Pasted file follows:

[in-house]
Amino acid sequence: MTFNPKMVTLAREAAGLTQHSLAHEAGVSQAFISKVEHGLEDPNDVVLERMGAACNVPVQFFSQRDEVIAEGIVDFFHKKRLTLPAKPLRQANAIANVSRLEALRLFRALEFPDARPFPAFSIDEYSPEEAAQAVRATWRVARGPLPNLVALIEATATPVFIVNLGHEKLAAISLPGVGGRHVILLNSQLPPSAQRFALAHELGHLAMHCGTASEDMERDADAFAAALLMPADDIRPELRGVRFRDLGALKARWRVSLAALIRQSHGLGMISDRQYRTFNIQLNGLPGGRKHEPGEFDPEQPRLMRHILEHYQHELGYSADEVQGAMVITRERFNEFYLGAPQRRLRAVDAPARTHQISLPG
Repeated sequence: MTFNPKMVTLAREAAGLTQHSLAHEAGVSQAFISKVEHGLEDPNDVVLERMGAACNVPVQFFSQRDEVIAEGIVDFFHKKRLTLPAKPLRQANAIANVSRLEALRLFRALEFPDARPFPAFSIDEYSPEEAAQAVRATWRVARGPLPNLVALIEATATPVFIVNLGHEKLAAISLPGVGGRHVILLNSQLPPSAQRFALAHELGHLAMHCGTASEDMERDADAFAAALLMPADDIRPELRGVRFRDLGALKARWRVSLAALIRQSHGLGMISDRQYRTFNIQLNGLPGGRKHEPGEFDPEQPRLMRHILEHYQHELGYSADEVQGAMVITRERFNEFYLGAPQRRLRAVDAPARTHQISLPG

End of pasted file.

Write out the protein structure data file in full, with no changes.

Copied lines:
[in-house]
Amino acid sequence: MTFNPKMVTLAREAAGLTQHSLAHEAGVSQAFISKVEHGLEDPNDVVLERMGAACNVPVQFFSQRDEVIAEGIVDFFHKKRLTLPAKPLRQANAIANVSRLEALRLFRALEFPDARPFPAFSIDEYSPEEAAQAVRATWRVARGPLPNLVALIEATATPVFIVNLGHEKLAAISLPGVGGRHVILLNSQLPPSAQRFALAHELGHLAMHCGTASEDMERDADAFAAALLMPADDIRPELRGVRFRDLGALKARWRVSLAALIRQSHGLGMISDRQYRTFNIQLNGLPGGRKHEPGEFDPEQPRLMRHILEHYQHELGYSADEVQGAMVITRERFNEFYLGAPQRRLRAVDAPARTHQISLPG
Repeated sequence: MTFNPKMVTLAREAAGLTQHSLAHEAGVSQAFISKVEHGLEDPNDVVLERMGAACNVPVQFFSQRDEVIAEGIVDFFHKKRLTLPAKPLRQANAIANVSRLEALRLFRALEFPDARPFPAFSIDEYSPEEAAQAVRATWRVARGPLPNLVALIEATATPVFIVNLGHEKLAAISLPGVGGRHVILLNSQLPPSAQRFALAHELGHLAMHCGTASEDMERDADAFAAALLMPADDIRPELRGVRFRDLGALKARWRVSLAALIRQSHGLGMISDRQYRTFNIQLNGLPGGRKHEPGEFDPEQPRLMRHILEHYQHELGYSADEVQGAMVITRERFNEFYLGAPQRRLRAVDAPARTHQISLPG